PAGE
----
- Admins may set rounds per match to an even number
- Matches may now end in a draw
- Rounds in the new Take & Hold game type may end in a draw
- FLO round time is now five minutes; BDX round time is four minutes; admins may modify this as desired
- A separate server-defined variable now controls the wait duration on the round teams swap; by default this is an additional 10 seconds
- A new server variable, bPlayAllRounds, allows the admin to set it so all rounds of a match will be played (i.e. the match does not end when one team has won a majority of the rounds)
- Admin message lengthened and handles special characters correctly
- Numerical input for mouse sensitivity added
- Gamma calibration screen is now available in place of the brightness slider
- Players may now choose to unbind a command completely via the UI
- The upcoming map is displayed on the match AAR screen
Round One Experience
- Upon the start of a new match, players are put in free cam after selecting a team
- VOIP is available during this time
- Teams are auto-balanced prior to the start of the round one
Locations & Report In
- Map location labels are now displayed beneath the radar
- If you feel a location is mislabeled or additional labels are needed please post suggestions on the forums
- Players may now report in to teammates via the 'U' key; this key may be rebound as desired
- The report is received via text chat and includes player's location and status
- This feature is throttled to prevent spamming
- Secured and non-revivable players may not report in; players who are being choked out also may not report in
- Q and E now moves the free cam up and down
- Spectators now properly see the round countdown timer
- The compass & radar now remains up in all spectator camera modes
- Enhanced spectator UI is now available to dedicated spectators only (players on the spectate team); see below for more details
Enhanced Spectator UI
- This UI is only available to players on the spectate team. It is enabled by default and may be toggled off via F4. While the UI enabled, spectators may quickly jump between player's points of view via hot keys (hot keys are number and shift+number keys).
- Free cam positions may be bookmarked via shift-F5, shift-F6 and shift-F7; quickly jump to these positions by using F5, F6 and F7.<
- This feature should be considered to be in an ALPHA state.
- Accuracy cone on all weapons removed
- M9 and shotgun muzzle velocity and bullet lifetime adjusted; rounds from each now travel a much more realistic distance with expected bullet drop behavior
- Shotgun spread reduced (i.e. more accurate)
- New sight, the holosight, added to the M4 and M249
- Recoil on M249 decreased
- M249 causes a bit more suppression
- Recoil on M4 & M14 increased
- M4 and shotgun draw time following a sprint increased
- Sway on M4 increased
- Flashbangs no longer flash through walls
- Grenade throwing is now snappier and more responsive
- Footstep audio iterated on; footsteps noticeable further away
- Sprinting is a bit louder, crouch walking is a bit quieter; sighted movement produces less noise than before
- Prone movement volume significantly reduced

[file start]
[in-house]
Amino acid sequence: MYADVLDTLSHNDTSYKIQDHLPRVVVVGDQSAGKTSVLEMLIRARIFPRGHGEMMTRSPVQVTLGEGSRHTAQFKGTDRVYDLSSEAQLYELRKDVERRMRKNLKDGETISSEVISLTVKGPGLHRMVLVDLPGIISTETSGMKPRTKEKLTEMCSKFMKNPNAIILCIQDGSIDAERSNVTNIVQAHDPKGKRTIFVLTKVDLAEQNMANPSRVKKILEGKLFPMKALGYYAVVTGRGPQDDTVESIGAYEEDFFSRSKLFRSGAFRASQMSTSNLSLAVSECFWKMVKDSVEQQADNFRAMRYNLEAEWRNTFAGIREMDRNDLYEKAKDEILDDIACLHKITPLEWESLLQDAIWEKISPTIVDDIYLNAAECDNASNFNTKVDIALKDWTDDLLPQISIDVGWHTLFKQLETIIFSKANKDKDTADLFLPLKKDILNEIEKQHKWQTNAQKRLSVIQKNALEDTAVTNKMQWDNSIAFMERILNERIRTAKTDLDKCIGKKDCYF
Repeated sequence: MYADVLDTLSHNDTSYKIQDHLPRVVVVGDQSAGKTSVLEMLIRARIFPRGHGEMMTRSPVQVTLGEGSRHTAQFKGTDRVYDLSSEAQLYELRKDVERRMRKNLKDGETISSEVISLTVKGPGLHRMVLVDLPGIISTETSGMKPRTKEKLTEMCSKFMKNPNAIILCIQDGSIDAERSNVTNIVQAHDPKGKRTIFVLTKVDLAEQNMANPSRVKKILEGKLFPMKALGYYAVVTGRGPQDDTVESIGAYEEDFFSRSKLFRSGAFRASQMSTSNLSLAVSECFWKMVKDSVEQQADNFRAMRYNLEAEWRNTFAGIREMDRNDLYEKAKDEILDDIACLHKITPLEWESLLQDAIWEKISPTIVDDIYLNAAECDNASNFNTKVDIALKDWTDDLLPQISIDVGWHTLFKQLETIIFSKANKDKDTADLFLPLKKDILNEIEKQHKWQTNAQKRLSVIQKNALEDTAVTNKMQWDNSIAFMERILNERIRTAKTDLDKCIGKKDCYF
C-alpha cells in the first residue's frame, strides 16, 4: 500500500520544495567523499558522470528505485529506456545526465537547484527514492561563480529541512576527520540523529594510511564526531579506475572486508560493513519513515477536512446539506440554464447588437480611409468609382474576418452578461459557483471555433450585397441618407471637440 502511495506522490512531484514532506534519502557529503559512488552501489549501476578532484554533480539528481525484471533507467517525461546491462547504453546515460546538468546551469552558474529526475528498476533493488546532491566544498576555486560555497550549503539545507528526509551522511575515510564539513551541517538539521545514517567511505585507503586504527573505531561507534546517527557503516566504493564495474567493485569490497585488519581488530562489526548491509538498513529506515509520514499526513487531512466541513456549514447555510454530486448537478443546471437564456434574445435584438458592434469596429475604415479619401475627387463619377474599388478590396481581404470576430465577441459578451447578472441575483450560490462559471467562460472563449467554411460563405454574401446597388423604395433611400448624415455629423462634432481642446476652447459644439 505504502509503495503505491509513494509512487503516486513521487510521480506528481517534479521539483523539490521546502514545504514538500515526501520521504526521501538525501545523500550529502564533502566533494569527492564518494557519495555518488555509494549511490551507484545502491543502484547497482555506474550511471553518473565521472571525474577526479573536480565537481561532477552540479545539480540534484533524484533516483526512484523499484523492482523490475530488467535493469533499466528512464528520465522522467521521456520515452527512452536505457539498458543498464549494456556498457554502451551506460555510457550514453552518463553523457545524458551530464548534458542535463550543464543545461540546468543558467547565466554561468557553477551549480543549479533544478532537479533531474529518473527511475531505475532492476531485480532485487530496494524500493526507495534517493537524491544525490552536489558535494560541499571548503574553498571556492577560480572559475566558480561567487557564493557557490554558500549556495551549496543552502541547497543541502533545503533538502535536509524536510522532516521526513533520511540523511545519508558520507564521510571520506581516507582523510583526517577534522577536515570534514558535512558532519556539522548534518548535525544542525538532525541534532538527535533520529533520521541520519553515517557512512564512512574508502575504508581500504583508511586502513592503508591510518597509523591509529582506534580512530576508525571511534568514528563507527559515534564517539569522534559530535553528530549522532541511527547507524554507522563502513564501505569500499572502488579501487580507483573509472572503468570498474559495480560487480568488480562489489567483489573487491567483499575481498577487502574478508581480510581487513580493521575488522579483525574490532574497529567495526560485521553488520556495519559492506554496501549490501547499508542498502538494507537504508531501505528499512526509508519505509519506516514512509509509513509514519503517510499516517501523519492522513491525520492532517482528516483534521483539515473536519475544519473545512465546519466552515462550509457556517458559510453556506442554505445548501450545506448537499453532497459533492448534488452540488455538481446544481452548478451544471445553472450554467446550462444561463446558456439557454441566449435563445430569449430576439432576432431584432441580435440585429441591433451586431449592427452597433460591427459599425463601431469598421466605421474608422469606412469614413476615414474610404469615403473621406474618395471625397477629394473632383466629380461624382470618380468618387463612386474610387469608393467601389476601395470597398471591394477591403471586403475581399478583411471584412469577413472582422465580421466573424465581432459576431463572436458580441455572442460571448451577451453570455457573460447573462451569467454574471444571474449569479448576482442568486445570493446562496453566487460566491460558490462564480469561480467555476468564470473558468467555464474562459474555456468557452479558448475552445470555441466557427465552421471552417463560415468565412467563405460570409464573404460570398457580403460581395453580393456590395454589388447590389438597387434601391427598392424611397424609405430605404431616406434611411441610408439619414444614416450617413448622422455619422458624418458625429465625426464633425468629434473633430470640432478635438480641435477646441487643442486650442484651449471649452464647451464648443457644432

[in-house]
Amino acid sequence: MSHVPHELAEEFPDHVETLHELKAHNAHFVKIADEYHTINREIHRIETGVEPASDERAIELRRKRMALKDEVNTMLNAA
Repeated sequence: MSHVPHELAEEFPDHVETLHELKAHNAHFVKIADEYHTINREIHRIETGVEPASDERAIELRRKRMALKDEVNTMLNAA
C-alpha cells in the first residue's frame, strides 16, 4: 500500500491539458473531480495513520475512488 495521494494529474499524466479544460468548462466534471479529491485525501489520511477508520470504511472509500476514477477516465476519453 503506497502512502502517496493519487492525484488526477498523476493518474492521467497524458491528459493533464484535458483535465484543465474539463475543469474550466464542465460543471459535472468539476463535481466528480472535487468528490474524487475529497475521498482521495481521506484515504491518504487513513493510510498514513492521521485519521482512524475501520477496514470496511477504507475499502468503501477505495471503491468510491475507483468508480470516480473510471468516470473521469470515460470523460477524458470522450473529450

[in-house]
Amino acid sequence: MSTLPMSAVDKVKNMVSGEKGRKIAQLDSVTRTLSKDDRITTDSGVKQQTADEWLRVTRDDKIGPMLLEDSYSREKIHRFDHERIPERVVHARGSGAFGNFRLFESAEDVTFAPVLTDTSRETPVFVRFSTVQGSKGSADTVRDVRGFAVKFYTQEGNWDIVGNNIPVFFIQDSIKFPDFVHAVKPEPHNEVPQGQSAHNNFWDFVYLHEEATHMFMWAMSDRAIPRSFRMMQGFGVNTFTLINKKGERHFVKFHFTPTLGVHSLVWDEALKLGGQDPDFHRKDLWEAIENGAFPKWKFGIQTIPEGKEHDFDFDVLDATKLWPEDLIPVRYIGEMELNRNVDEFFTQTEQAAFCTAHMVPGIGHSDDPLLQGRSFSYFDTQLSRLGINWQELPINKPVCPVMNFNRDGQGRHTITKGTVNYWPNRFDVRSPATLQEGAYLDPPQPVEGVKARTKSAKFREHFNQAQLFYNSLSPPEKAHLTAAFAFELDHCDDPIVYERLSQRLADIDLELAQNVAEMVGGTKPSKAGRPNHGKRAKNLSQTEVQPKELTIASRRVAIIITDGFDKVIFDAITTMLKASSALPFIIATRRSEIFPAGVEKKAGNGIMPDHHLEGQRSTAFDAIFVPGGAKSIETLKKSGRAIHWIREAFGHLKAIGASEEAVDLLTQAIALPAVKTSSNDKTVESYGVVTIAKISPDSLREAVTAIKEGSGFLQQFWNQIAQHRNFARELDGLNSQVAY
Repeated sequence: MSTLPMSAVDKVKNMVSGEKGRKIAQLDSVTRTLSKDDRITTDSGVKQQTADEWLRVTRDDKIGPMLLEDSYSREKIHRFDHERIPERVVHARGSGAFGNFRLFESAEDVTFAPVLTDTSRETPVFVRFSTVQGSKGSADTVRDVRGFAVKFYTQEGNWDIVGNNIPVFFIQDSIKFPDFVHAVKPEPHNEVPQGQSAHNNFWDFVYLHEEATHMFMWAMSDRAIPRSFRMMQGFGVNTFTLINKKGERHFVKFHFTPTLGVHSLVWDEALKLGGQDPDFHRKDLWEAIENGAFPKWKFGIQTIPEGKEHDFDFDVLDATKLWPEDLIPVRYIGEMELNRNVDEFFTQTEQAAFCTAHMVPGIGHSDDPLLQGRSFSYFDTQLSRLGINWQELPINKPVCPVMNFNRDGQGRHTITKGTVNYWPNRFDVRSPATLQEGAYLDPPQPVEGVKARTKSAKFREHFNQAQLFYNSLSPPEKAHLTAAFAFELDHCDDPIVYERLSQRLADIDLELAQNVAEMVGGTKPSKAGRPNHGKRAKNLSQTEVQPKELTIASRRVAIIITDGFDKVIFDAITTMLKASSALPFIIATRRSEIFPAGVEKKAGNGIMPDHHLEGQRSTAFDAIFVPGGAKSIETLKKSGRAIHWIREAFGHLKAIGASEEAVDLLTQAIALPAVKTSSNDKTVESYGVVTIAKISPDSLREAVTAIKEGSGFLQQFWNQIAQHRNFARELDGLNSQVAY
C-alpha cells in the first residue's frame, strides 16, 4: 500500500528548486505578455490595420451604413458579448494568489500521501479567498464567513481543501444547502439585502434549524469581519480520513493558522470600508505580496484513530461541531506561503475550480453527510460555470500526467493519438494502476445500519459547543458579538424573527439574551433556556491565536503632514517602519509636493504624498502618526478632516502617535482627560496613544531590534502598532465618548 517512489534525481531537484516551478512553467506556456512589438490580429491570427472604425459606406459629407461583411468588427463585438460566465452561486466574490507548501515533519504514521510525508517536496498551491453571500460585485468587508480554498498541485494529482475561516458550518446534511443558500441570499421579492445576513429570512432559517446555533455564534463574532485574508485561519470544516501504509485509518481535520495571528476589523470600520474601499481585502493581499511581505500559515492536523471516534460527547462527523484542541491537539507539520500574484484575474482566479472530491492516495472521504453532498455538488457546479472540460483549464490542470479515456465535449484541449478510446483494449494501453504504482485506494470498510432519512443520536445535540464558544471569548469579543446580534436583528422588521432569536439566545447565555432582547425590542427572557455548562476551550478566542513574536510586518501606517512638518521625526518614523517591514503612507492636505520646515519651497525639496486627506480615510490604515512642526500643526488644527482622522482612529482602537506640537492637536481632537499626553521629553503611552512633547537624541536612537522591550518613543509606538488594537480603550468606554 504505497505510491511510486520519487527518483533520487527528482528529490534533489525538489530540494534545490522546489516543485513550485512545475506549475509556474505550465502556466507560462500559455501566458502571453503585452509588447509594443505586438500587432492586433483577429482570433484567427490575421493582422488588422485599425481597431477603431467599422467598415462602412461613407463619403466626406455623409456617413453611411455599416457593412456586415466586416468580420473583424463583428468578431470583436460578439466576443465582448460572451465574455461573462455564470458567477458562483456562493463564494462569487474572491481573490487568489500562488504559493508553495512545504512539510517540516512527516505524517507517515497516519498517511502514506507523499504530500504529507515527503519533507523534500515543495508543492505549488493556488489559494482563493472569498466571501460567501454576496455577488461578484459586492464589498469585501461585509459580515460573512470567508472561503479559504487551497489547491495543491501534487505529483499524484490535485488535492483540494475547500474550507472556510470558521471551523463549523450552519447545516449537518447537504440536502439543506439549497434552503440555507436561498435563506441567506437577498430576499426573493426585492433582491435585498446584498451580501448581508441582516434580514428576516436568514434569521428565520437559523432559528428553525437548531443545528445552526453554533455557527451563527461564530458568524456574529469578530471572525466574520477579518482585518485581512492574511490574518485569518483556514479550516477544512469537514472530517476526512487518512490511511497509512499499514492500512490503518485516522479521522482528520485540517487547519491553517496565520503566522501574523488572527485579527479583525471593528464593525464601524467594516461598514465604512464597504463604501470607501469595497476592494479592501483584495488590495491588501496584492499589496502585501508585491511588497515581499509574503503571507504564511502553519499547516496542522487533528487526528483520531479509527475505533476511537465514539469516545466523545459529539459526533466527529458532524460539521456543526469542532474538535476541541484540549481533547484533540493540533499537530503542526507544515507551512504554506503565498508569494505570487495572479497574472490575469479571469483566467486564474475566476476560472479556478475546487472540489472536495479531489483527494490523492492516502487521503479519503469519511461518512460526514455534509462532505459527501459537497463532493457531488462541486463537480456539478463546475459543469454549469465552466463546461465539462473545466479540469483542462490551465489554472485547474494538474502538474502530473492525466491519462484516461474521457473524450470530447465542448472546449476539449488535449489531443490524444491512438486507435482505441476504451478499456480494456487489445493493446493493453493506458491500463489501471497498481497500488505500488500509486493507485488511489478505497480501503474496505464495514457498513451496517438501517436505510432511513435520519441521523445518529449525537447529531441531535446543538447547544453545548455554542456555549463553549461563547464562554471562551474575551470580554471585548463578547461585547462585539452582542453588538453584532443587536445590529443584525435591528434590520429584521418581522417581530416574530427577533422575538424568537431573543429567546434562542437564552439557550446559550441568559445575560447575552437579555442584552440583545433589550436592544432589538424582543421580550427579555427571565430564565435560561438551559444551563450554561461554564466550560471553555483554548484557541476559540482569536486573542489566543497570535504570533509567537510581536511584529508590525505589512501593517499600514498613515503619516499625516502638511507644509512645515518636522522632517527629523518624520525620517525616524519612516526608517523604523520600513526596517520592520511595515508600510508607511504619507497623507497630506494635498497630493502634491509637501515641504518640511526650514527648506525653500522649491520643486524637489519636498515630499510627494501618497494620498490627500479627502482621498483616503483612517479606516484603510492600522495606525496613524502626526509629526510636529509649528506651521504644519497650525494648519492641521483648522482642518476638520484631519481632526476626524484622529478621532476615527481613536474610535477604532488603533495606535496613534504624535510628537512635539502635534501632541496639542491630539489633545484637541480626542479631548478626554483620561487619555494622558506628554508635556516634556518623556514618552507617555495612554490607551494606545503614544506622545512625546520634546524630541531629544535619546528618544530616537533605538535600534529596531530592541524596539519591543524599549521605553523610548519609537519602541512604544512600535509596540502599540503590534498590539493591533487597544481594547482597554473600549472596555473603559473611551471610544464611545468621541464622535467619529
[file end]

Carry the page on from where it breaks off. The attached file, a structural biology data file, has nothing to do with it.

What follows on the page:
- Leaning no longer produces a sound beyond the local client
- Fixed issue where running and strafing would often drop footstep audio
- A take down produces much less noise now
- M9 firing audio pitched down
- "Hooah!" is louder
- Characters no longer forced to take a few steps following a hurdle, vault or mantle
- Launcher layout addressed for increased usability
- Controls can be adjusted from within the launcher (button found on the Settings page)
- Players may now mark servers as favorites or blacklist undesirable ones via a right click option
- Launcher now links directly with your profile on the America's Army webpage
- US soldiers now come with one of three sets of randomly selected eye protection lenses
- When grabbing ammo the magazine with the smallest ammo count is replaced; no longer is an empty magazine required
- F9 may be used to take screenshots; this key may be rebound if desired
- Admin command to pause now actually pauses the match (freezes players in place)
- Take down distance reduced to two meters (was 2.5 meters)
- Prone take down attempts are much more reliable now
- Loading screens have distinct tips for low, mid and high level players
- Players recover from suppression a bit quicker
- AFK timer is now properly two minutes
- Players are informed when they may no longer be revived
- Honor cap raised to 100
- When the flag is dropped defenders do not see a HUD icon for it
- NVG effect on night maps improved
- In order for a vote to pass there must be 1) more yes votes than no's and 2) one yes vote for every three eligible voters (i.e. on a full 12v12 server, a least eight yes votes are required to change the map)
- When arming, disarming or securing the C4 charge from a crouch position the first person camera pops into a standing position for the duration of the animation; the character is not actually standing and remains crouched.
- When securing the C4 charge from prone the character will pop into a crouched position.
- Attempting to sight up and begin a sprint nearly simultaneously can sometimes put the character into a slow sprint state; stop moving for a moment or change posture to get out of this state.
- Players will rarely lose the ability to report in when down.